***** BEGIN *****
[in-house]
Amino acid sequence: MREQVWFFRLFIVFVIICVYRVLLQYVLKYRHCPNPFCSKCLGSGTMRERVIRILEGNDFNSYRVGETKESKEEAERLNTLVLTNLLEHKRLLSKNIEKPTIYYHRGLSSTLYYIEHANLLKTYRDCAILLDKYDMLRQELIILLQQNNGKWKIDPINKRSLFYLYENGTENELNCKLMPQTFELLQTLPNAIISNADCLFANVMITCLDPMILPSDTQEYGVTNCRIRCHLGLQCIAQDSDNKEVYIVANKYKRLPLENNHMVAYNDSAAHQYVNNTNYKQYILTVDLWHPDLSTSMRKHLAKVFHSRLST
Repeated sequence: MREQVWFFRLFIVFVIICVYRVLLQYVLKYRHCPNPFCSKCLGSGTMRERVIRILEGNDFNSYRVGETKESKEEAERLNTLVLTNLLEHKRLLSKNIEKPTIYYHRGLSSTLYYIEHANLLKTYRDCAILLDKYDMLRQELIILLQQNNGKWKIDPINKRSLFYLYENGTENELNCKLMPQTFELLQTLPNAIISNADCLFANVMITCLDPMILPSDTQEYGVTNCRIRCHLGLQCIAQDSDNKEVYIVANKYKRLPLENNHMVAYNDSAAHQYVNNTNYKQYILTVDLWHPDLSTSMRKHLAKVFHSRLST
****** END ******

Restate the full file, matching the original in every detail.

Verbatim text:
[in-house]
Amino acid sequence: MREQVWFFRLFIVFVIICVYRVLLQYVLKYRHCPNPFCSKCLGSGTMRERVIRILEGNDFNSYRVGETKESKEEAERLNTLVLTNLLEHKRLLSKNIEKPTIYYHRGLSSTLYYIEHANLLKTYRDCAILLDKYDMLRQELIILLQQNNGKWKIDPINKRSLFYLYENGTENELNCKLMPQTFELLQTLPNAIISNADCLFANVMITCLDPMILPSDTQEYGVTNCRIRCHLGLQCIAQDSDNKEVYIVANKYKRLPLENNHMVAYNDSAAHQYVNNTNYKQYILTVDLWHPDLSTSMRKHLAKVFHSRLST
Repeated sequence: MREQVWFFRLFIVFVIICVYRVLLQYVLKYRHCPNPFCSKCLGSGTMRERVIRILEGNDFNSYRVGETKESKEEAERLNTLVLTNLLEHKRLLSKNIEKPTIYYHRGLSSTLYYIEHANLLKTYRDCAILLDKYDMLRQELIILLQQNNGKWKIDPINKRSLFYLYENGTENELNCKLMPQTFELLQTLPNAIISNADCLFANVMITCLDPMILPSDTQEYGVTNCRIRCHLGLQCIAQDSDNKEVYIVANKYKRLPLENNHMVAYNDSAAHQYVNNTNYKQYILTVDLWHPDLSTSMRKHLAKVFHSRLST